My daughter has a tendency to overreact when it comes to illness or injury. If she scratches her hand, she can’t walk. If she bumps her head, she needs a bandage and a plaster. If she stubs her toe, she apparently goes blind. A kiss normally makes minor ailments better but I often have to remind her that, in fact, it was the other limb she bashed to which she is offering me.
By contrast, I am much more inclined to under-react and won’t often be seen to panic. I like the term ‘casual parenting’ but I definitely have to make sure I don’t cross the line into just being negligent. My diagnosis is usually “probably normal, let’s keep an eye on it” (For the record, I am first aid qualified, have some pharmacy training and am Ofsted registered, so I am honestly more responsible that I’m letting on! Both my children still have all of their limbs too.)
But something rang go-and-see-the-doctor bells when the first couple of spots appeared on my daughter this week. I prepared her things for nursery, thinking that I would take her straight there after the professionals had confirmed whether we did need to treat her with more than simply water and food. Food does normally solve all problems I’m sure: physical, mental, emotional…
In the waiting room, I started to style my daughter’s hair into a pony tail and noticed another collection of red spots. Then the penny dropped. We were about to embark on a really fun week of chicken pox.
The fun had already started in the waiting room as, by receptionist error, we had to wait for two hours for our appointment. I’m not complaining. We were able to be seen on the same day. The NHS is an amazing service that we are all blessed to be gifted with. For free. Two hours in a waiting room just gave me the opportunity to come up with some creative ways to keep the children entertained.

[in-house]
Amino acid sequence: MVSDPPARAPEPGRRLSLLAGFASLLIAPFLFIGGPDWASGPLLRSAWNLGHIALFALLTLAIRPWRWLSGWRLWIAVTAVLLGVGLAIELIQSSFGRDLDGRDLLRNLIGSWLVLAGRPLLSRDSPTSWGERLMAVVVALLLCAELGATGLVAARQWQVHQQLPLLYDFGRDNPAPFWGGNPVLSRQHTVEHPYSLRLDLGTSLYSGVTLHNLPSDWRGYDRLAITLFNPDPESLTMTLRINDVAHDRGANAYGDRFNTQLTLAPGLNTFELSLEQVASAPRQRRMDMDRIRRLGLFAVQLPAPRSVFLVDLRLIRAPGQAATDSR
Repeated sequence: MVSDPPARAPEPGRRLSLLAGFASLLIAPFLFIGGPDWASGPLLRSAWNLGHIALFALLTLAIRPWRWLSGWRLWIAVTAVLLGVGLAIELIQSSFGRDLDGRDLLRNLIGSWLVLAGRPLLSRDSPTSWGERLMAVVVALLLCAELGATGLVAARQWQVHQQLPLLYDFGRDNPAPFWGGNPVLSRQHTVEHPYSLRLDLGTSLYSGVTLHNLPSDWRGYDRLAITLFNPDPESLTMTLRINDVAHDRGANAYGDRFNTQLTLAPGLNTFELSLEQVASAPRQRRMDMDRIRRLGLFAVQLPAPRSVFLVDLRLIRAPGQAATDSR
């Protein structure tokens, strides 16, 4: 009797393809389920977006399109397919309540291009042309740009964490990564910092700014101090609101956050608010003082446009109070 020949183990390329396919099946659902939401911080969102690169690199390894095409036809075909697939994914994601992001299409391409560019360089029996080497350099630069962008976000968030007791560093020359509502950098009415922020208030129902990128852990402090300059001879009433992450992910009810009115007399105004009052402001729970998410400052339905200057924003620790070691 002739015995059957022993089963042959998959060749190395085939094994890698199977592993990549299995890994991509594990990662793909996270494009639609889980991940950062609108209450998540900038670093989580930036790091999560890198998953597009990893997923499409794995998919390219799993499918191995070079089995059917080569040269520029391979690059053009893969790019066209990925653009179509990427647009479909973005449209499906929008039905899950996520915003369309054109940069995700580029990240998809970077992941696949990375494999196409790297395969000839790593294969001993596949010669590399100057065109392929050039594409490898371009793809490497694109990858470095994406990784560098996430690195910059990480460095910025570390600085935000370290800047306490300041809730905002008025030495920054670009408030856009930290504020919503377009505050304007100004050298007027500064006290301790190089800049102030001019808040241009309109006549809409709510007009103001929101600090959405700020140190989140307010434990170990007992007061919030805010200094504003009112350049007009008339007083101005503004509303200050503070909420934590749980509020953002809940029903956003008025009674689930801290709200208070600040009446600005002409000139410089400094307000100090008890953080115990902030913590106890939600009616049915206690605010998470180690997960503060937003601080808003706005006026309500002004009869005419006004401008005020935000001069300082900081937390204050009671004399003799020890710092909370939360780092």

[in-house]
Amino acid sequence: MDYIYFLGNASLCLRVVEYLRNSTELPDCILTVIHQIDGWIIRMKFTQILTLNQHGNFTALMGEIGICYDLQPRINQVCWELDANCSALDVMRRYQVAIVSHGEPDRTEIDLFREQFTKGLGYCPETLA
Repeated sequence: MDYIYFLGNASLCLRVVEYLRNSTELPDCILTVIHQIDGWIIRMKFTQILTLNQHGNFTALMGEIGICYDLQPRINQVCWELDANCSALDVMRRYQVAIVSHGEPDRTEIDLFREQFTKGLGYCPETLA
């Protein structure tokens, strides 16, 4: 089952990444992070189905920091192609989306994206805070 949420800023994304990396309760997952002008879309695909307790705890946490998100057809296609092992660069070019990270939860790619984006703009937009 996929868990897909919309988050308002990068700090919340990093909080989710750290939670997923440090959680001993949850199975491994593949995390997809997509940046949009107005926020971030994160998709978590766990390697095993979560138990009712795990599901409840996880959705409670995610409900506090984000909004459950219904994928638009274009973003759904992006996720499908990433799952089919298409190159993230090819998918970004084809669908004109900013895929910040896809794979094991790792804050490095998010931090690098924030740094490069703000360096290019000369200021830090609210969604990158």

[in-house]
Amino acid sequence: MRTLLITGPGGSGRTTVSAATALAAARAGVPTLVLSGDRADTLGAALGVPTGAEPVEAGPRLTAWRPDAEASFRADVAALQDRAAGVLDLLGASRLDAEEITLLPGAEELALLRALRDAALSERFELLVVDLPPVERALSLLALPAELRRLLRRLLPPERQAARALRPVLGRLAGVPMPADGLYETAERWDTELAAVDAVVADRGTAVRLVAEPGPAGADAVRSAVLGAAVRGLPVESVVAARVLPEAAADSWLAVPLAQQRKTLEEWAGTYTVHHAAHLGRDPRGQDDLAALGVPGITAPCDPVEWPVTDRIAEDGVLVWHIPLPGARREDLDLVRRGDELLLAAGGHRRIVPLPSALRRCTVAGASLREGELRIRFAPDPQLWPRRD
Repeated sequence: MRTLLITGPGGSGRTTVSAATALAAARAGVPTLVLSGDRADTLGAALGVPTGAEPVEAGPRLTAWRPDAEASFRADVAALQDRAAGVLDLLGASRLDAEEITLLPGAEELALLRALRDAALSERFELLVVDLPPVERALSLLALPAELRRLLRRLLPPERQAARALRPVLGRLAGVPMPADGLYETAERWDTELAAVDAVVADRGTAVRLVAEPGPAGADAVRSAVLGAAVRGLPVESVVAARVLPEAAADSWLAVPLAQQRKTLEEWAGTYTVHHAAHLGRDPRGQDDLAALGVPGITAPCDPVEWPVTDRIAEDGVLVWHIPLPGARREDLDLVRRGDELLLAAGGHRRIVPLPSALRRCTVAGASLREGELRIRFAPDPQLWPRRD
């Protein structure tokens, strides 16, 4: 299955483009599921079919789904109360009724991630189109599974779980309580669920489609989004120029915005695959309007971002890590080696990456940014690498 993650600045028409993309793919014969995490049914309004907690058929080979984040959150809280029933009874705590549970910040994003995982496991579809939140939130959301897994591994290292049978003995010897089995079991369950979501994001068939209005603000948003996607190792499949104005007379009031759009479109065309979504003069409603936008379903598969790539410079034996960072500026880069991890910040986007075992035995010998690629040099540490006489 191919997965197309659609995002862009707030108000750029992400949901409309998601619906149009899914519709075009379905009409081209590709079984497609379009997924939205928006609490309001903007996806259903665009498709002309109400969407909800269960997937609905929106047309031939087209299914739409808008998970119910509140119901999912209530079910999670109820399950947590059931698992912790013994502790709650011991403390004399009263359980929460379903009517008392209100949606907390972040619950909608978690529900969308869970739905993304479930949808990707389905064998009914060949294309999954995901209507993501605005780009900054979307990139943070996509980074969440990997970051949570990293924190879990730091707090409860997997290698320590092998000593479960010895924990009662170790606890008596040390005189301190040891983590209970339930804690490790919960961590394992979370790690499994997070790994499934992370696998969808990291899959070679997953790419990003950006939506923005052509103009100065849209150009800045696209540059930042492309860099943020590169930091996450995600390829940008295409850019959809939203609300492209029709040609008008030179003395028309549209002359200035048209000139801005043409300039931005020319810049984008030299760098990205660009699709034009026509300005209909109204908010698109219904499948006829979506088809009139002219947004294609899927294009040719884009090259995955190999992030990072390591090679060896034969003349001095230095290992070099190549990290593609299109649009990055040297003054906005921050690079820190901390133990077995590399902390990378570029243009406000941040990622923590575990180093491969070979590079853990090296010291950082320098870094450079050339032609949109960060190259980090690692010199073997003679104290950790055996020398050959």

We sang songs and danced actions. I taught my eldest I Spy, which was challenging because she can’t yet read the whole alphabet…but I felt like I was doing my bit for her education. My favourite game was ‘Can you spot…?’ It went slightly downhill when my three year old declared to the room that she had spotted tadpoles and rainbows on a sexual health poster and wanted to know what the poster was about.
Anyway, we were finally seen by a very apologetic doctor and she confirmed that we did indeed have a week of itching to look forward to. This devastated my child as she realised that she couldn’t go to nursery for the rest of the week. I can only hope that she just really likes nursery, rather than dreads time at home with me.
So we are in the midst of chicken pox week. My girl is enjoying the role of victim a bit too much at times in my opinion and magically forgets her woes when Paw Patrol is played…but my poor little one is having a rough ride and really struggles at nighttime especially. God is stretching my compassion and teaching me to be caring for as long as it takes, not just as long as my patience lasts.
I’ve had a couple of moments where rocking in a corner sounds comforting and raged at God for not just clicking His fingers and healing her straight away. But my gratitude is that we have a daughter. A daughter who will get better. Her body that will then be immune to pox. A house to rest her in. A family and friends to support us and give us sympathy, even in my pathetic moans.
I was also reminded of a special memory when I was holding my girl and stroking her back last night. It took three hours to get her to sleep and all I could do was hold her in her discomfort and pray. The memory that came to mind when I prayed was when I was experiencing considerable pain as a teenager; my Dad felt helpless as he watched me pace the room. I ended up lying down on the bed whilst he rubbed my back and we both fell asleep. I woke up pain-free with my father watching over me.
Now that my Dad has finished with this life and gone to be with Jesus, I am so grateful for that memory. And for the picture it paints of the relationship God offers us. Why do I follow Him? Not so that He does whatever I demand as soon as I demand it. But because He is worthy of being followed, and of being praised. I follow Jesus because I want to be part of that picture of a Father loving his child. I am so grateful to call God my Heavenly Father.